Suggestions for sharpening lathe tools from scratch using HSS. We all have our favourites and mine were Fargersta, ASSAB 17, Bohler 59 and Sandvik so mainly Swedish and German dialects of HSS tool steel. This would be so much easier if I could put this in a diagram but I will try to explain it in words. Essentially we have a prism with the top and bottom rectangles and the sides parallelograms. Let us formalise the geometry of the tool (looking at a Right Hand Turning Tool as the example). I have used exactly the same general proportions on sticks from 5/16″ x 5/16″ through 3/8″, 1/2″, 5/8″, 3/4″ and 1″ and you will have success. Understand that the top left hand corner is the part that will do the cutting. So looking from the top we can grind the end of the tool toward the right hand corner at an angle of around 10 degrees. This is called the end cutting edge angle or ‘trail angle’. As you are producing this angle you tilt the tool back so that it also produces around a 10 degree angle down the side which is known as ‘end clearance’. Use the FULL WIDTH of the wheel face when you are grinding and continually cool the tool to reduce the amount of heat being generated. Next we grind left side face starting at the bottom and working toward the top face to produce about a 10 degree angle. Follow the line of the rectangle so it should be cut away leaving one point in the top left corner. We want only ONE facet per face and you achieve this by hinging the tool from the bottom and up onto the face. This means you cannot hold the toolbit too tightly. This takes a while to get the feel and it takes practice and lots of it. The angle you have now ground is called Side Cutting Edge Angle but most commonly as ‘Approach Angle’ and in this case it is known as a 90 degree approach. Because the tool has been tilted it also produces the side clearance. This leaves us to concentrate on the top of the tool. REMEMBER ANY ANGLE CUT INTO THE TOP IS CALLED ‘RAKE’. Rake can be positive where it is ground toward the right of the cutting edge or negative where it is ground towards the cutting edge. Neutral rake is where the top of the tool is left unground. Finally, you should break the corner of the tip by following the angles formed by the side clearance and the end clearance. You can also oilstone a small radius on the tip but just ensure it follows the angles of the side and end clearance are followed. As a simple rule of thumb just remember that regardless of whether you have used side rake or back rake or a combination of both, RAKE is ALWAYS where the chip bears and all other angles are clearance angles. To conclude this long winded explanation I must advise you that the angles maybe altered depending on the material to be cut. I deliberately did not include grinding lip chip breaker tools but will write a separate instruction on how to do it if there is enough interest. Remember that this is only the start because we need to know how to do feeds and speeds as well. Remember in the long run it is VOLUME of material removed per minute that is the key.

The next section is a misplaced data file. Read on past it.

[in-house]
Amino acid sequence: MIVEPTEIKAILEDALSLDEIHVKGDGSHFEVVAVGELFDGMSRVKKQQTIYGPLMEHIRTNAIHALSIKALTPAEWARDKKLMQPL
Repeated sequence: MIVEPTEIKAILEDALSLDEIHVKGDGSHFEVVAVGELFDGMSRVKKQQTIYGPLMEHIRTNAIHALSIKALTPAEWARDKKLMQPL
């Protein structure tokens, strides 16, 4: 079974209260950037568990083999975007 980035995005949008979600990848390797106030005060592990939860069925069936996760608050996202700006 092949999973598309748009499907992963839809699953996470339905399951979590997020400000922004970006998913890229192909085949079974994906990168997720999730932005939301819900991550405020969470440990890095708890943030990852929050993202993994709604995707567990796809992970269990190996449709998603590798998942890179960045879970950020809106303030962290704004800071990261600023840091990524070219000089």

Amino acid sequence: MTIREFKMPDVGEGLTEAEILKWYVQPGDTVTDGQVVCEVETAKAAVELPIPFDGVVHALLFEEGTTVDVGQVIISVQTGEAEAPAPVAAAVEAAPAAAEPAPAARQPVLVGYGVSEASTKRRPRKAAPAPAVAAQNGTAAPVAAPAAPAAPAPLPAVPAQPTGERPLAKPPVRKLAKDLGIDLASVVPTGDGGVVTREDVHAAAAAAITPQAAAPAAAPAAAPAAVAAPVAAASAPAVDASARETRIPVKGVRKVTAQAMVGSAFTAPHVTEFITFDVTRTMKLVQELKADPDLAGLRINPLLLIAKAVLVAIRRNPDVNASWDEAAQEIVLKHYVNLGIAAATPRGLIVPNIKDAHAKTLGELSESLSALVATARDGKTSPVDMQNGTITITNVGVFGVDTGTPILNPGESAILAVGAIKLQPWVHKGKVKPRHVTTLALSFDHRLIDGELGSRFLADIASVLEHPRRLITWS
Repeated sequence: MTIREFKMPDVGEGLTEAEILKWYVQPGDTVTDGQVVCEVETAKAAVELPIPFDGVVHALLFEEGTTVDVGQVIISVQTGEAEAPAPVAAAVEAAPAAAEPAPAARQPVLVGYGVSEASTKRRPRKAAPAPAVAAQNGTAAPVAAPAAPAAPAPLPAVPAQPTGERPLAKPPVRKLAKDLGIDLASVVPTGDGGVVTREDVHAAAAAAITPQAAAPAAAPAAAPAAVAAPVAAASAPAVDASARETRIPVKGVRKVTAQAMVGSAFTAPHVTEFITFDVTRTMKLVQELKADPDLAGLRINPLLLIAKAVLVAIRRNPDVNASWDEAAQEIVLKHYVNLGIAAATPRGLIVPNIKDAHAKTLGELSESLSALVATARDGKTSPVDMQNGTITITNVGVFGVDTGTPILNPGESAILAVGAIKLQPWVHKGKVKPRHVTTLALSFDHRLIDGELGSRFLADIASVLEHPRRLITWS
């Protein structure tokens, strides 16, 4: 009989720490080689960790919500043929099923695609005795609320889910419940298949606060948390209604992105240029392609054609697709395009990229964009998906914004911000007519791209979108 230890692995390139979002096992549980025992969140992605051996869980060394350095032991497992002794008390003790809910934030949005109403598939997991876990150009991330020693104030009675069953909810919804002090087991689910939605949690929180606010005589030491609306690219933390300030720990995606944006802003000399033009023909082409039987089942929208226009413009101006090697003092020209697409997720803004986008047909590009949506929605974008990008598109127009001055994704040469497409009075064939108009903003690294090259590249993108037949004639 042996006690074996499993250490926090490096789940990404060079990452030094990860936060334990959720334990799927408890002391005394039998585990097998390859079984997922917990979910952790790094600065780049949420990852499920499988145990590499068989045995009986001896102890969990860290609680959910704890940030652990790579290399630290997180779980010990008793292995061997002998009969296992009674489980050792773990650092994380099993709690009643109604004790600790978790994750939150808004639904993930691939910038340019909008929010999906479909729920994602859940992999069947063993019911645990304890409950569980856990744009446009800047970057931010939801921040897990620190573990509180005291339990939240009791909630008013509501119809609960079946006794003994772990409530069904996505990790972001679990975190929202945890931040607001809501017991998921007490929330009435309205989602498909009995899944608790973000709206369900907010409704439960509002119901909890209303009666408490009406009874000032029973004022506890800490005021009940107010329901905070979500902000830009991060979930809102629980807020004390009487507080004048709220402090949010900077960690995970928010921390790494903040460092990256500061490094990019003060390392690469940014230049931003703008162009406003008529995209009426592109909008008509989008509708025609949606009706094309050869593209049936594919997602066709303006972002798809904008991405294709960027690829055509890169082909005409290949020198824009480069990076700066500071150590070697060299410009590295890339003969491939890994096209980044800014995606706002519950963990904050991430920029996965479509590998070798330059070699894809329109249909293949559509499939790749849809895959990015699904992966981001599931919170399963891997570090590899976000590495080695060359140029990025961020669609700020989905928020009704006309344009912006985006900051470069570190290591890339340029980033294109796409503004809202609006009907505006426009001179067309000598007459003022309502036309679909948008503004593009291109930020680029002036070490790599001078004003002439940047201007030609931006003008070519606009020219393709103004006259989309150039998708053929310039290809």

Hope I am still here for next time guys because I am in Stage 5 End Stage Renal Failure so if you need this info then hit me up before I permanently depart !!